Along with much of the world, my heart and my prayers have been with Japan this week and with the friends I have there. The earthquake and tsunami have especially hit home because I as a teacher/coordinator for Cultural Homestay International, I'm preparing for the arrival of 26 Japanese exchange students and their Japanese coordinator next weekend. (See my posts about the group that came last year.)
The students are coming from Southeastern Japan, away from the earthquake and tsunami zone and far enough away from the nuclear plants that they are relatively safe. Still, I have received many calls and e-mails from last year's and this year's host families who are worried about their students. A common theme I've seen is they're looking for a way to help. Even after they find out that their students are safe they want to know what they can do.
I love the exchange student program because it shows us we're not so different. The kids are only here about a week, but in that time they become an integral part of our families, and we learn to love them. When tragedy strikes on the other side of the world, it's no longer something bad happening to strangers and foreigners far away, it's happening to people we care about. Getting down on a personal level with kids from a different country makes the borders between nations not so concrete.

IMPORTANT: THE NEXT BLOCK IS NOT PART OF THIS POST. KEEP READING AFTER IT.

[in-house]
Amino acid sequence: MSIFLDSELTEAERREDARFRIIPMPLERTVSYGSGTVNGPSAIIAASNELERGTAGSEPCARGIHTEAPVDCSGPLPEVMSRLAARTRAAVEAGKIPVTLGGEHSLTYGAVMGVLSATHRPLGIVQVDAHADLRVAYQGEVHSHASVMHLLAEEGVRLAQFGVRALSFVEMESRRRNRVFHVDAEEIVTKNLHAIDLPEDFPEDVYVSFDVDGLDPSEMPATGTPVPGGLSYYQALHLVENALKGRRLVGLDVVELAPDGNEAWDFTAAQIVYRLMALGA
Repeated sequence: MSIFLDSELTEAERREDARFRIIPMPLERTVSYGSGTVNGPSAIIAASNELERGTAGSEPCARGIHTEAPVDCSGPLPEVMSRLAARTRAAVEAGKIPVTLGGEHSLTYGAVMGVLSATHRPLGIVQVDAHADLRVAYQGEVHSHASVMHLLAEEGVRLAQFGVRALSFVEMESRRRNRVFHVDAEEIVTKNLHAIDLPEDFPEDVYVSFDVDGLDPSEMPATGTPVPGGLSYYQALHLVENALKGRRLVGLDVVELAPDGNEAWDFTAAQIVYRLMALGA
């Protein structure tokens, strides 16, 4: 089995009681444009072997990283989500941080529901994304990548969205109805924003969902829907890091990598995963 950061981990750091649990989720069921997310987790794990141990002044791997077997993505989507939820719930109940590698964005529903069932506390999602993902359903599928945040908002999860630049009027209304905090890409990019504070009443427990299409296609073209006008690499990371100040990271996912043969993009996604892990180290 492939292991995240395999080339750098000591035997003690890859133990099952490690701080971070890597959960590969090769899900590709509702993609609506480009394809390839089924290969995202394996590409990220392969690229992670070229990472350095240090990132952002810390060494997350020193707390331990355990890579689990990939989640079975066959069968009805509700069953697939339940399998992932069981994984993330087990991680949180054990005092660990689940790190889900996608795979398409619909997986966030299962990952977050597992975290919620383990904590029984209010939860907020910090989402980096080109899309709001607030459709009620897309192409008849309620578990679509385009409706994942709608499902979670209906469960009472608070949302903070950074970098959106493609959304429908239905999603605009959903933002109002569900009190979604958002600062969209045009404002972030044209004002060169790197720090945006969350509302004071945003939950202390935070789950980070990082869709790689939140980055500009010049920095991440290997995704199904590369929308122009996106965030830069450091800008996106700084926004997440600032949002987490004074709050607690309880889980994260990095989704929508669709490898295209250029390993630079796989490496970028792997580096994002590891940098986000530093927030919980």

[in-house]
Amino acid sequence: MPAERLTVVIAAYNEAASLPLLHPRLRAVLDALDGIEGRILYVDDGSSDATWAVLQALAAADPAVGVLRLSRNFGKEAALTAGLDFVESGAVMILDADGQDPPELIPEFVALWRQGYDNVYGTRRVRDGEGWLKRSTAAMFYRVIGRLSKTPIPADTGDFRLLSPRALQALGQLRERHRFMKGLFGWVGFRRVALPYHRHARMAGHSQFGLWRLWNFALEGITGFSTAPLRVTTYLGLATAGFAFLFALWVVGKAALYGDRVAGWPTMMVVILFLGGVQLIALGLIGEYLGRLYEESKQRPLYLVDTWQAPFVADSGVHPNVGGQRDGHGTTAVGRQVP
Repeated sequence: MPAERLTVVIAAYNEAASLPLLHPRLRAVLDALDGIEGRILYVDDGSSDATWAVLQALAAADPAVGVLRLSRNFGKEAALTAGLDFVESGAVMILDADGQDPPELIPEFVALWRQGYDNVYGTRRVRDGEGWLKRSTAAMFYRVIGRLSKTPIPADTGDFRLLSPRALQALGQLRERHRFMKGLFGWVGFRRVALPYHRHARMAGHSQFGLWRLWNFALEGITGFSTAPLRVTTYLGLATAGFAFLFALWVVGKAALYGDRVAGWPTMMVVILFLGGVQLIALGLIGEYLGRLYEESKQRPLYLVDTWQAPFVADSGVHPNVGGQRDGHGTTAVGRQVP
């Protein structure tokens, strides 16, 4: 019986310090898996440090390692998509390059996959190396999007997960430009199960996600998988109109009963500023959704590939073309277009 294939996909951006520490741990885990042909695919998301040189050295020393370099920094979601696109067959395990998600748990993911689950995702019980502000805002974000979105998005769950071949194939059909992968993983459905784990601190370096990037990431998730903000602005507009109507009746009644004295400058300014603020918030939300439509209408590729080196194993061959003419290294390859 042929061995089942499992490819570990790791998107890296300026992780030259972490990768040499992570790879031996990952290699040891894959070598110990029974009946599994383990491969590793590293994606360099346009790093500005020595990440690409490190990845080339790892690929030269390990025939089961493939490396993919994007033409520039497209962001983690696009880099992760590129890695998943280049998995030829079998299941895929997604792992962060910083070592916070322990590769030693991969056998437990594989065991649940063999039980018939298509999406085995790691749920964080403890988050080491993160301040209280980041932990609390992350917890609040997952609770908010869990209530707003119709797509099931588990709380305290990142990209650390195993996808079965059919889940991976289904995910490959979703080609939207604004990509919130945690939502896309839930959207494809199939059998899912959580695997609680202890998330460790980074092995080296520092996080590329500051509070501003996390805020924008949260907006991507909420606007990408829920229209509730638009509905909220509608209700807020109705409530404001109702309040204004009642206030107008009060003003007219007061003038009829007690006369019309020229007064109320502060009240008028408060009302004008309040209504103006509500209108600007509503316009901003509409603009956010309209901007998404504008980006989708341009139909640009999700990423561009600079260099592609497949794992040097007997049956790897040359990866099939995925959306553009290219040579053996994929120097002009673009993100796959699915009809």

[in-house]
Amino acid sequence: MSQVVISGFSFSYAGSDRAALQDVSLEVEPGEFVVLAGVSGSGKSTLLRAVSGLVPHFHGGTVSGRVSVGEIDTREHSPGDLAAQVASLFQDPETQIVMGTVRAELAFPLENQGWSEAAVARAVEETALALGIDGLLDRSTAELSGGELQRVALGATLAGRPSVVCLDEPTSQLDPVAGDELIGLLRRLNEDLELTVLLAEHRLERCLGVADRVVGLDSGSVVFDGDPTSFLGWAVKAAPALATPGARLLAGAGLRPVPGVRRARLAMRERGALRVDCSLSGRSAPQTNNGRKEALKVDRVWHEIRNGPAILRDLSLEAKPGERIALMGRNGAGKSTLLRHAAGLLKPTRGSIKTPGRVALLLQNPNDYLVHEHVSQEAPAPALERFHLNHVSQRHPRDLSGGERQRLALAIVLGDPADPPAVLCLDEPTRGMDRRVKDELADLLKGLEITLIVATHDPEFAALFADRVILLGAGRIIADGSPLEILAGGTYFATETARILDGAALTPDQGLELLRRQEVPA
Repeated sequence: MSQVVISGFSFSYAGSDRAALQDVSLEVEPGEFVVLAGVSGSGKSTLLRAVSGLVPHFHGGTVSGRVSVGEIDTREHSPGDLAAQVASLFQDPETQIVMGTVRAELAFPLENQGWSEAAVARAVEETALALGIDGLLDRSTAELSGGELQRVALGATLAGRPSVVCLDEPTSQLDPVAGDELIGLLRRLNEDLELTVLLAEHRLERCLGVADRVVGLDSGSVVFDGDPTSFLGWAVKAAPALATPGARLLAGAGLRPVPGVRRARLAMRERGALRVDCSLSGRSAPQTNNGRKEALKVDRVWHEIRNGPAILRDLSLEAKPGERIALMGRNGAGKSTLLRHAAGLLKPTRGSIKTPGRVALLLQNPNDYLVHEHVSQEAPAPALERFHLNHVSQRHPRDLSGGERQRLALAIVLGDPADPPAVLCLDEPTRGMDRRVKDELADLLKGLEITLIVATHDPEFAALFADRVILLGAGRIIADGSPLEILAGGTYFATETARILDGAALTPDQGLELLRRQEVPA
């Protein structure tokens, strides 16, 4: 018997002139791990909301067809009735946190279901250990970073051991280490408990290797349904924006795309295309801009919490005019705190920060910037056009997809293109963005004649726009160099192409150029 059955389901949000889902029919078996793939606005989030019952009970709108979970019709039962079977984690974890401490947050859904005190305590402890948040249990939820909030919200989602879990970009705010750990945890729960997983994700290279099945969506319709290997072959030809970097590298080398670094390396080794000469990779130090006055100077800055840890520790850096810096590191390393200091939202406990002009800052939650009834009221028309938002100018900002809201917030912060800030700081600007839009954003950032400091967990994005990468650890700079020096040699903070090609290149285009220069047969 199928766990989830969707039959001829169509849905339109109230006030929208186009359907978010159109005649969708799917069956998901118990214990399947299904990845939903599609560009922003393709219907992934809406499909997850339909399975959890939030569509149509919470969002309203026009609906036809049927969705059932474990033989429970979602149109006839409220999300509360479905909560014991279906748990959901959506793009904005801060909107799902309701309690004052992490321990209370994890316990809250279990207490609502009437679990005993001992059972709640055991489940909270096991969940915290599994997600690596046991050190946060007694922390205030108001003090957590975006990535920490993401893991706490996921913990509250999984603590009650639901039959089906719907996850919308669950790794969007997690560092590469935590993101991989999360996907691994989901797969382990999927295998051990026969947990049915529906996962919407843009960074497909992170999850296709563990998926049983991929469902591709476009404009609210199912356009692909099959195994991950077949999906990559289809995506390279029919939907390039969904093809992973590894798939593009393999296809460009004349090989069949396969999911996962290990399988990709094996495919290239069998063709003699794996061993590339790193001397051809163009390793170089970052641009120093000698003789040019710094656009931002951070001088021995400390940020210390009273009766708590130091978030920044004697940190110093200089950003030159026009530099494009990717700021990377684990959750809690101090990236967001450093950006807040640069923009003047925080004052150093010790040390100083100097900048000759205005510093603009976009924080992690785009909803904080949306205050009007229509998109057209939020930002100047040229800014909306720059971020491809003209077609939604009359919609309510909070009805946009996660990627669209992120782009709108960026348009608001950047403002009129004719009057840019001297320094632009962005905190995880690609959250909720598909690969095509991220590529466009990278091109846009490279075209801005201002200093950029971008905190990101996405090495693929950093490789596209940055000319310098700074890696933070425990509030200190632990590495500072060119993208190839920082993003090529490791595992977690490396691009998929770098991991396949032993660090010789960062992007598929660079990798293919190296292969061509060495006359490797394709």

My heart and my prayers are also with an American teen who was visiting his grandparents in Japan with the earthquake hit. Although they were in the middle of the quake zone, he and his grandparents are okay. Now radiation leaks have forced them to be evacuated, but there is no gas and no way to get him to Tokyo so he can come home to the United States. As you can imagine, his mother has contacted every possible lead to try to get him home, from churches to the U.S. Embassy. But here's the sweet irony in this story. He doesn't want to come home. This kid who's only 14 wants to stay to help his grandparents and his 90+ year-old great-grandmother. He's worried about them if he's not there. This is just one example of wonderful spirit and courage of kids and teens, not just here, but around the world.
I've seen this same spirit and courage in all the kids who come as Exchange Students and in the kids who are their host brothers and sisters, no matter what nation they're from.
The Japanese students who are coming next weekend range in age from 12-16. They'll spend a week living as American teenagers, and get to meet and associate with kids their own age. There will be language barriers and cultural barriers, but within the first day they'll have fast friends here. (Trust me, I've seen it happen again and again.) When they leave, the rising generation from both countries will have a better understanding of each other. The world will be a little smaller. And when bad things happen in another part of the world these kids will have more compassion and understanding for the people who are suffering. I think that's a pretty important lesson to learn.